See the Prophet drawn as a comic book character, sculpted in Oreo cream, and captured in an antique “portrait.”
On the 216th anniversary of the Prophet Joseph Smith’s birth, William W. Phelps’s prophetic song lyrics are as true now as ever: “Millions shall know ‘Brother Joseph’ again.”
For Latter-day Saints, part of knowing the Prophet is envisioning not only his teachings and character but also his physical appearance. Perhaps in part because no photographs of the Prophet are definitively known to exist, Latter-day Saints are often intrigued by depictions of him.
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Here are three of our favorite unique and fun depictions of the Prophet.
Oreo Cream Sculpture
To commemorate the 200th anniversary of the First Vision, last year artist Christopher Creek sculpted a profile of the Prophet in the filling of an Oreo. “When you say ‘Oreo cream,’ is it really cream? I don’t what that stuff is,” Creek told LDS Living. “Whatever it is, it sculpts pretty well.”
Creek’s intention was to honor Joseph Smith, albeit in a way that’s a little quirkier than the traditional sculpture of the First Vision he’d previously done in clay. He figured that if someone saw his Oreo sculpture for 30 seconds and it caught their eye, it would be a small way of sharing his testimony. “[Joseph Smith] is the crux of this whole last dispensation, the fulness of times; [he] ushered this whole thing in,” says Creek.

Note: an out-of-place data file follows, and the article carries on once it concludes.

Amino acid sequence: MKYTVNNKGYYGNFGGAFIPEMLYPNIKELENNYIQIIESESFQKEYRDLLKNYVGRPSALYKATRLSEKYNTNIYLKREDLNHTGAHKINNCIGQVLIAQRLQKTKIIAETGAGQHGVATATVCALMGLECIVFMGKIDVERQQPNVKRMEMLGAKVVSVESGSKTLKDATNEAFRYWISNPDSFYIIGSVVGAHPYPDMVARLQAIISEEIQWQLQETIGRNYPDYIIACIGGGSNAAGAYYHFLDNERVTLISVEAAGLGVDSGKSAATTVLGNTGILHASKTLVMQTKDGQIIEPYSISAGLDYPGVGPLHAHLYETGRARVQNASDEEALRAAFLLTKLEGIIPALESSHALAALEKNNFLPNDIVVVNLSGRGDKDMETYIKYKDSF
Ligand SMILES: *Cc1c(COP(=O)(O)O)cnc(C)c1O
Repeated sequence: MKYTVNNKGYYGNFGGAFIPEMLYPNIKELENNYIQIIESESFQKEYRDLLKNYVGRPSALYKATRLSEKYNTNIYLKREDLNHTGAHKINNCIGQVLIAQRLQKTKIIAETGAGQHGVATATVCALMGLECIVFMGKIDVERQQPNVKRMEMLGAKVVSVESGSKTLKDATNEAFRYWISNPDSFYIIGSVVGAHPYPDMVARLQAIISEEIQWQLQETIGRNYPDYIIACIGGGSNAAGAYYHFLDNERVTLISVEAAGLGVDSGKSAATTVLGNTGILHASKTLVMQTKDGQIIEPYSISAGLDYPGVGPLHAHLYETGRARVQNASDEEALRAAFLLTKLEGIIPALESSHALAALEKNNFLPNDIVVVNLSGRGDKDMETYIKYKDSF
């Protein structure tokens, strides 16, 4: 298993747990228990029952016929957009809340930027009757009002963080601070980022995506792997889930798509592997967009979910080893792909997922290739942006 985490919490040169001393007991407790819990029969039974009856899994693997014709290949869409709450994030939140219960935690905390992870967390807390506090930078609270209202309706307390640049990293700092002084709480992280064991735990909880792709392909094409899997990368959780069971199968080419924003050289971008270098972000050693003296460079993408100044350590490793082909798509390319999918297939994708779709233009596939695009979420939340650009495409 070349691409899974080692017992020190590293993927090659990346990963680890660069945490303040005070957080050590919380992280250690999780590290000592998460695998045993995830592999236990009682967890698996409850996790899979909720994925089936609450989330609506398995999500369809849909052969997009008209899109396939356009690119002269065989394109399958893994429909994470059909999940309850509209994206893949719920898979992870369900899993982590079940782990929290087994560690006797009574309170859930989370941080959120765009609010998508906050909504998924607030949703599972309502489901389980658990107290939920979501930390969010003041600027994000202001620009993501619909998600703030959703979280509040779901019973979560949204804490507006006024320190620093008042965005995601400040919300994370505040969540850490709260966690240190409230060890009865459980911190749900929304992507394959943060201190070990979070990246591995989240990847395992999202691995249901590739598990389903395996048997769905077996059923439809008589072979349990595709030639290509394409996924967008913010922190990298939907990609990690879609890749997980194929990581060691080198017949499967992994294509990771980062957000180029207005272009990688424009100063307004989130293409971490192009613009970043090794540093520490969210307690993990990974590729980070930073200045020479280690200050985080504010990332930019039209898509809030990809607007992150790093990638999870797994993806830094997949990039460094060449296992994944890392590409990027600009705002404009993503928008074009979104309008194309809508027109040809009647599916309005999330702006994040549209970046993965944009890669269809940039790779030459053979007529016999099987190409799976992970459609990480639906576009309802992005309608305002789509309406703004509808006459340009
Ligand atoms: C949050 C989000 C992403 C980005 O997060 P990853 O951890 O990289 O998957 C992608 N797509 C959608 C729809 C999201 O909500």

Read more here about the painstaking process of creating the cookie portrait, which included some licking of the artwork.
Comic Book Character
In 2019, Latter-day Saint Andrew Knaupp collaborated with Marvel and DC comics illustrator Sal Velluto to create Pillar of Light, a graphic novel that depicts Joseph Smith and his First Vision in the format of a comic book.
Knaupp has worked as a writer, art director, designer, and producer of faith-based graphic novels that depict the Book of Mormon, while Velluto has illustrated life stories from Joseph Smith’s life for the Friend in addition to his impressive list of Marvel and DC credits.
“So many young people learn from and are drawn to the graphic novel illustrated format. It is a powerful way to teach,” Knaupp told LDS Living, explaining why the creators want the graphic novel easily accessible to everyone. “We are excited to do a telling of the story that will reach people young and old in a new and profound way. We want to inspire the youth and to build their testimonies of the Prophet Joseph Smith.”
Read the full article here to see more art from the graphic novel.
Death Mask Photo Reconstruction
Several early photographs have been purported to depict the Prophet, but most have been discredited, and no known photos of him are definitively known to exist.
However, one 19th-century photo in the Church History Library does depict a likeness of Joseph Smith, though perhaps not in the way you might expect.
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One Latter-day Saint family in the 1800s decided to take matters into their own hands when they wished for a photo of the Prophet. The family created “photographs” of Joseph and his brother Hyrum Smith that were actually reconstructed images made using the two men’s death masks—an ingenious technique considering Photoshop was a century away.
Read more here about a podcast that discusses the photo.
But first we need to be clear: this isn’t a podcast featuring only historical commentaries and timelines. Instead, host Heidi Swinton and her friends discuss how they came to know Joseph as a friend.
So if you feel like you know Joseph already, this podcast is for you. If you feel hesitant to know Joseph, then this podcast is definitely for you. Because Joseph will show that while everyone comes to know Joseph Smith in different ways, the most important thing is how they’ve come closer to Christ through the Prophet of the Restoration.